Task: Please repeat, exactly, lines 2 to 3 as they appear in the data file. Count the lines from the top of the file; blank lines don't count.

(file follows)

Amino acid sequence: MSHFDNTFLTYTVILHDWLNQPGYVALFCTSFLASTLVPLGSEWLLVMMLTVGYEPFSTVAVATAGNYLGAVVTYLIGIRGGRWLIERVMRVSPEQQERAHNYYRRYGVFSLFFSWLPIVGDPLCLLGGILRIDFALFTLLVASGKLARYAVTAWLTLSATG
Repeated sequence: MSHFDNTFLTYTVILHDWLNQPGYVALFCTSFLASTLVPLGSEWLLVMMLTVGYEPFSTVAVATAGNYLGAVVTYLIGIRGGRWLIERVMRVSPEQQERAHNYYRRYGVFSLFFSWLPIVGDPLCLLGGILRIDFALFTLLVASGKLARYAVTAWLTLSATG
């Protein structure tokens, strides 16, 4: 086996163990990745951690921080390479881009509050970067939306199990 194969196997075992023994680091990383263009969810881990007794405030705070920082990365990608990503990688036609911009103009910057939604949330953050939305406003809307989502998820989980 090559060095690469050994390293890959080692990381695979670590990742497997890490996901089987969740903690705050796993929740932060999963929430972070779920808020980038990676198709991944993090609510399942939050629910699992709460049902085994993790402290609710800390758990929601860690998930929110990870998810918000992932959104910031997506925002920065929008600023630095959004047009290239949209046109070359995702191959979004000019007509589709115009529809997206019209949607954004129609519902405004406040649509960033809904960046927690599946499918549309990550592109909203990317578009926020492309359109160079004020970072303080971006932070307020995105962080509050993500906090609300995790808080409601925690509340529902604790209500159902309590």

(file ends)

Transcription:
Repeated sequence: MSHFDNTFLTYTVILHDWLNQPGYVALFCTSFLASTLVPLGSEWLLVMMLTVGYEPFSTVAVATAGNYLGAVVTYLIGIRGGRWLIERVMRVSPEQQERAHNYYRRYGVFSLFFSWLPIVGDPLCLLGGILRIDFALFTLLVASGKLARYAVTAWLTLSATG
């Protein structure tokens, strides 16, 4: 086996163990990745951690921080390479881009509050970067939306199990 194969196997075992023994680091990383263009969810881990007794405030705070920082990365990608990503990688036609911009103009910057939604949330953050939305406003809307989502998820989980 090559060095690469050994390293890959080692990381695979670590990742497997890490996901089987969740903690705050796993929740932060999963929430972070779920808020980038990676198709991944993090609510399942939050629910699992709460049902085994993790402290609710800390758990929601860690998930929110990870998810918000992932959104910031997506925002920065929008600023630095959004047009290239949209046109070359995702191959979004000019007509589709115009529809997206019209949607954004129609519902405004406040649509960033809904960046927690599946499918549309990550592109909203990317578009926020492309359109160079004020970072303080971006932070307020995105962080509050993500906090609300995790808080409601925690509340529902604790209500159902309590």